Section: Partnerships and Cooperations

European Initiatives


Participants : Olivier Sentieys, Emmanuel Casseau, Daniel Chillet, Philippe Quémerais, Christophe Huriaux.

  • Program: FP7-ICT-2011-7

  • Project acronym: Flextiles

  • Duration: Oct. 2011 - Mar. 2015

  • Coordinator: Thales

  • Other partners: Thales (FR), UR1 (FR), KIT (GE), TU/e (NL), CSEM (SW), CEA LETI (FR), Sundance (UK)

  • Project title: Self Adaptive Heterogeneous Manycore Based on Flexible Tiles

A major challenge in computing is to leverage multi-core technology to develop energy-efficient high performance systems. This is critical for embedded systems with a very limited energy budget as well as for supercomputers in terms of sustainability. Moreover the efficient programming of multi-core architectures, as we move towards manycores with more than a thousand cores predicted by 2020, remains an unresolved issue. The FlexTiles project defined and developed an energy-efficient yet programmable heterogeneous manycore platform with self-adaptive capabilities. The manycore is associated with an innovative virtualisation layer and a dedicated tool-flow to improve programming efficiency, reduce the impact on time to market and reduce the development cost by 20 to 50%. FlexTiles raised the accessibility of the manycore technology to industry - from small SMEs to large companies - thanks to its programming efficiency and its ability to adapt to the targeted domain using embedded reconfigurable technologies. This project ended in 2015.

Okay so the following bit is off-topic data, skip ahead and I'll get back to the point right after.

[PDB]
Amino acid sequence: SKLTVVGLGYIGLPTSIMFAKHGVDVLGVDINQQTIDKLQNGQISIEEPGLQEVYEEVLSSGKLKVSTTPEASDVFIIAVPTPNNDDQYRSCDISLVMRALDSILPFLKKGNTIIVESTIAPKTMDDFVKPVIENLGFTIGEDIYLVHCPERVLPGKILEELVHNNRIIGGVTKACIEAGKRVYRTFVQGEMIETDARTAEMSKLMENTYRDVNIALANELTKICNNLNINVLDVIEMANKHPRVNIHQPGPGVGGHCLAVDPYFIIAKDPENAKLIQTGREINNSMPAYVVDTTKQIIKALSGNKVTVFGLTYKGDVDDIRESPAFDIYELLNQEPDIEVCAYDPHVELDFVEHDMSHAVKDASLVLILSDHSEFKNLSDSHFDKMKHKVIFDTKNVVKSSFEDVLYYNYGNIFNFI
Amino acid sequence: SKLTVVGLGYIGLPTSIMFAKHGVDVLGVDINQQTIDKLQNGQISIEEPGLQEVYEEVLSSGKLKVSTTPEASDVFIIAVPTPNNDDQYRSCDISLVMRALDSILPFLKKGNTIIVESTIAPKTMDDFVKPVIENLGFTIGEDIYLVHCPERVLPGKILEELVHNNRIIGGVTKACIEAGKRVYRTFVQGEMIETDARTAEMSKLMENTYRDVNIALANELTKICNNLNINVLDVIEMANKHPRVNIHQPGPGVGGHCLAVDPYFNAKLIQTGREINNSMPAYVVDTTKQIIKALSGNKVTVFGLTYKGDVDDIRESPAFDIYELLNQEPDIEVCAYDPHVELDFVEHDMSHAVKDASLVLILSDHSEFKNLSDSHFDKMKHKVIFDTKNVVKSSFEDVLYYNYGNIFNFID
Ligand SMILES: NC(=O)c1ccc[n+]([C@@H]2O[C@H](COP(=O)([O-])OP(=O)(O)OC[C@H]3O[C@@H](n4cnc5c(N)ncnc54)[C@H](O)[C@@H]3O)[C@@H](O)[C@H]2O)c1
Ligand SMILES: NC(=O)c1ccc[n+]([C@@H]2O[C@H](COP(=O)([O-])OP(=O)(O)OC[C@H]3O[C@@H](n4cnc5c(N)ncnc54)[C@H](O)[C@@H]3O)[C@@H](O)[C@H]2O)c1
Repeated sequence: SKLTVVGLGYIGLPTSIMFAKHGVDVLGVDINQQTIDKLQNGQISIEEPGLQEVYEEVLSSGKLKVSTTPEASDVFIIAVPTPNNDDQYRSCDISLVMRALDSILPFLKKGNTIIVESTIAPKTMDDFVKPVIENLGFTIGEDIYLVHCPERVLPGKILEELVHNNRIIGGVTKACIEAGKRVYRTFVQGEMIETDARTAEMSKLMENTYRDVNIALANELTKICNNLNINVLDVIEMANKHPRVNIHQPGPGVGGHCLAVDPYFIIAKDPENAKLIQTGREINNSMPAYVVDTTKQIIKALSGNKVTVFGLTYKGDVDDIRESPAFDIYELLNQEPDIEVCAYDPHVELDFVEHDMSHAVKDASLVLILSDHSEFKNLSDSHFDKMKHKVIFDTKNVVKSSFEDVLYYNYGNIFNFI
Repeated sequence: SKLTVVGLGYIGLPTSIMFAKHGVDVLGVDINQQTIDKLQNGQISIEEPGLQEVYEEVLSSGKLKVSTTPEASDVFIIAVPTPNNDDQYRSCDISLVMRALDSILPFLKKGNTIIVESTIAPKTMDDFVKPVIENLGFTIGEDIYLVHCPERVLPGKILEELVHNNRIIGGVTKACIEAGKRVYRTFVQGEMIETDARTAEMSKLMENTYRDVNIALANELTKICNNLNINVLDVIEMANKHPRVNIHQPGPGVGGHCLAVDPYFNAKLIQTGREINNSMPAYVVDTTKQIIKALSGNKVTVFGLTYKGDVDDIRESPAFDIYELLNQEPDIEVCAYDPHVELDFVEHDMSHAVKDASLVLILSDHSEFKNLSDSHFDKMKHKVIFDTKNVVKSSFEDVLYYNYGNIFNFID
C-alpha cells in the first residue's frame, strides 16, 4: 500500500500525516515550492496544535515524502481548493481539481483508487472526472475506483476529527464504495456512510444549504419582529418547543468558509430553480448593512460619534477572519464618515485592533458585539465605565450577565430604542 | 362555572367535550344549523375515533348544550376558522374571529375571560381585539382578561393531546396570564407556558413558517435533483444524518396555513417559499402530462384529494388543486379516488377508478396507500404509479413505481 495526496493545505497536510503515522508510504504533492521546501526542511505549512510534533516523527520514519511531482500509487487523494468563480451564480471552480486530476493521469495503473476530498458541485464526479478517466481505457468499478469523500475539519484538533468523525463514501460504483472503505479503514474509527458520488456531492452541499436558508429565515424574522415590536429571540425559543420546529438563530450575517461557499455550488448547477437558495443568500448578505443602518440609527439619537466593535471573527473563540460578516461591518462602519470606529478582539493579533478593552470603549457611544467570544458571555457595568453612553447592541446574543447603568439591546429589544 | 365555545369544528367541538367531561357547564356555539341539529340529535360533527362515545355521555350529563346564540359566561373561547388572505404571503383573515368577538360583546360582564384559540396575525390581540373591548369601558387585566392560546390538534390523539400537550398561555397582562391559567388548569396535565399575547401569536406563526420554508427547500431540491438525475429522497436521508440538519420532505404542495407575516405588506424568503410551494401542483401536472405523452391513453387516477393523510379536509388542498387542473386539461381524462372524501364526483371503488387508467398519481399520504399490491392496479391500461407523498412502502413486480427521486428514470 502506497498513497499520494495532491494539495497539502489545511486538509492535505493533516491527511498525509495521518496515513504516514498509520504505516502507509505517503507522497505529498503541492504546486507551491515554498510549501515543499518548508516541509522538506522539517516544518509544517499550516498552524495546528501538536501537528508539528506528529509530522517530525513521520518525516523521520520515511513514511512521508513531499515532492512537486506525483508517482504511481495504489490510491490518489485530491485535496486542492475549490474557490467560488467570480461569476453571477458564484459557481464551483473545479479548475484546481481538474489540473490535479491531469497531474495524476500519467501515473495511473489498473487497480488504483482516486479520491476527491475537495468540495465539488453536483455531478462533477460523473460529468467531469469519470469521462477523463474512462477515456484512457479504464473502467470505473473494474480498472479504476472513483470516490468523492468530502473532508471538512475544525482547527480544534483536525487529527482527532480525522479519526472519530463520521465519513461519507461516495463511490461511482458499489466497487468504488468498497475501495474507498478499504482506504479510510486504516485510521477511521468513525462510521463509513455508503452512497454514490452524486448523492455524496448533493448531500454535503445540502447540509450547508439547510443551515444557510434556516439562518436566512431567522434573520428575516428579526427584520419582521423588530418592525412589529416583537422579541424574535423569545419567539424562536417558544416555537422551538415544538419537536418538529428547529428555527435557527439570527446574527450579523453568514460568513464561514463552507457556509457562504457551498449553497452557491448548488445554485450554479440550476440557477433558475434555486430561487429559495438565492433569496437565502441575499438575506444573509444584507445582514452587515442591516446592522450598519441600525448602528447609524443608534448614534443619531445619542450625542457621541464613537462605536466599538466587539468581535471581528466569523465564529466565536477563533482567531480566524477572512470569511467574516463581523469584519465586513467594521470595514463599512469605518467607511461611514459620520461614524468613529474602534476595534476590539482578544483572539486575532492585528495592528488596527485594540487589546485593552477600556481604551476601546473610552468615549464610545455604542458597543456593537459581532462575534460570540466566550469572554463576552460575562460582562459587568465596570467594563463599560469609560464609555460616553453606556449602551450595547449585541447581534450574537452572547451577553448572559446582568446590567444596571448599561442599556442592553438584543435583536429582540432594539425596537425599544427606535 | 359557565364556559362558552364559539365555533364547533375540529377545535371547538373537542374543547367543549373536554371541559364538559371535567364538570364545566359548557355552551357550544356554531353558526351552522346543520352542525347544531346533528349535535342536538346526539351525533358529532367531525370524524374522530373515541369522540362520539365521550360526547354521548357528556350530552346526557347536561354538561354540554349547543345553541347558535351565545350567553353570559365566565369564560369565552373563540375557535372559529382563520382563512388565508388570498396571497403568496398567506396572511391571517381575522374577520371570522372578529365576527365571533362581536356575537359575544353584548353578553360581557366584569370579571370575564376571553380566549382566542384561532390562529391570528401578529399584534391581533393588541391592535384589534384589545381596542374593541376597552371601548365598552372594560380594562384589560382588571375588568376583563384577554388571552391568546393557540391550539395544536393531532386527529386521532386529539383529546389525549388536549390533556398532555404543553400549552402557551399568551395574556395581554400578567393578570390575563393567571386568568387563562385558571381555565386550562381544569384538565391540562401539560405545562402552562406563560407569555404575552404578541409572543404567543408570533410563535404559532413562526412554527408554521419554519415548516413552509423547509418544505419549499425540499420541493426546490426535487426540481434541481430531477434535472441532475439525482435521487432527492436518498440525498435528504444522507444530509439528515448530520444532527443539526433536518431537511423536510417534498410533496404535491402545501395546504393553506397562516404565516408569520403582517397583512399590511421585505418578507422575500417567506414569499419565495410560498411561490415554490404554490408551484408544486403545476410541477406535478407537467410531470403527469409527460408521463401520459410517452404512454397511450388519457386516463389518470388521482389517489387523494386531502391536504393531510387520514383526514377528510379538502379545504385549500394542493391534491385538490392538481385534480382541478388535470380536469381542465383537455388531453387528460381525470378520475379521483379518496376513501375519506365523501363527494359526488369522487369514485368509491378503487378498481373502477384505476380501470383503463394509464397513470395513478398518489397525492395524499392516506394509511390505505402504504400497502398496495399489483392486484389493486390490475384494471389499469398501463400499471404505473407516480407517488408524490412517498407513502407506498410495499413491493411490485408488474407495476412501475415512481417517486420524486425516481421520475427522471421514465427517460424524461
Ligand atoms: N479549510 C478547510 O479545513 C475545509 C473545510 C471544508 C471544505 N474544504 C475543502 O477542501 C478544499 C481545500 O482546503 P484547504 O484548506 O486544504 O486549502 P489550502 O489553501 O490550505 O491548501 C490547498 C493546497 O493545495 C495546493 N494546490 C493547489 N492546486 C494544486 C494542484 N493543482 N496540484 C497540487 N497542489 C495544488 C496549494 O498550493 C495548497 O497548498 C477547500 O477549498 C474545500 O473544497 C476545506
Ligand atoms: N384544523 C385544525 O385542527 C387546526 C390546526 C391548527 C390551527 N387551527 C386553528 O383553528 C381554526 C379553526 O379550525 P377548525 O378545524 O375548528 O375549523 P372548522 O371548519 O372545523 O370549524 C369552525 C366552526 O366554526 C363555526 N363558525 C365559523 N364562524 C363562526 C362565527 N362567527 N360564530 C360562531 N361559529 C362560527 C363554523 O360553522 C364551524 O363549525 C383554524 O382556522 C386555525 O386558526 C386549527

Participants : Steven Derrien, Olivier Sentieys, Ali Hassan El-Moussawi.

  • Program: FP7-ICT-2011-7

  • Project acronym: Alma

  • Project title: Architecture oriented paraLlelization for high performance embedded Multicore systems using scilAb

  • Duration: Sep. 2011 - Nov. 2014

  • Coordinator: KIT

  • Other partners: KIT (GE), UR1 (FR), Recore Systems (NL), Univ. of Peloponnese (GR), TEI-MES (GR), Intracom SA (GR), Fraunhofer (GE)

The mapping process of high performance embedded applications to today's multiprocessor system on chip devices suffers from a complex toolchain and programming process. The problem here is the expression of parallelism with a pure imperative programming language which is commonly C. This traditional approach limits the mapping, partitioning and the generation of optimized parallel code, and consequently the achievable performance and power consumption of applications from different domains. The Architecture oriented paraLlelization for high performance embedded Multicore systems using scilAb (ALMA) project aimed to bridge these hurdles through the introduction and exploitation of a Scilab-based toolchain which enables the efficient mapping of applications on multiprocessor platforms from high-level abstraction descriptions. This holistic solution of the toolchain allows the complexity of both the application and the architecture to be hidden, which leads to a better acceptance, reduced development cost and shorter time-to-market. Driven by the technology restrictions in chip design, the end of Moore's law and an unavoidable increasing request of computing performance, ALMA was a fundamental step forward in the necessary introduction of novel computing paradigms and methodologies. This project ended in 2015.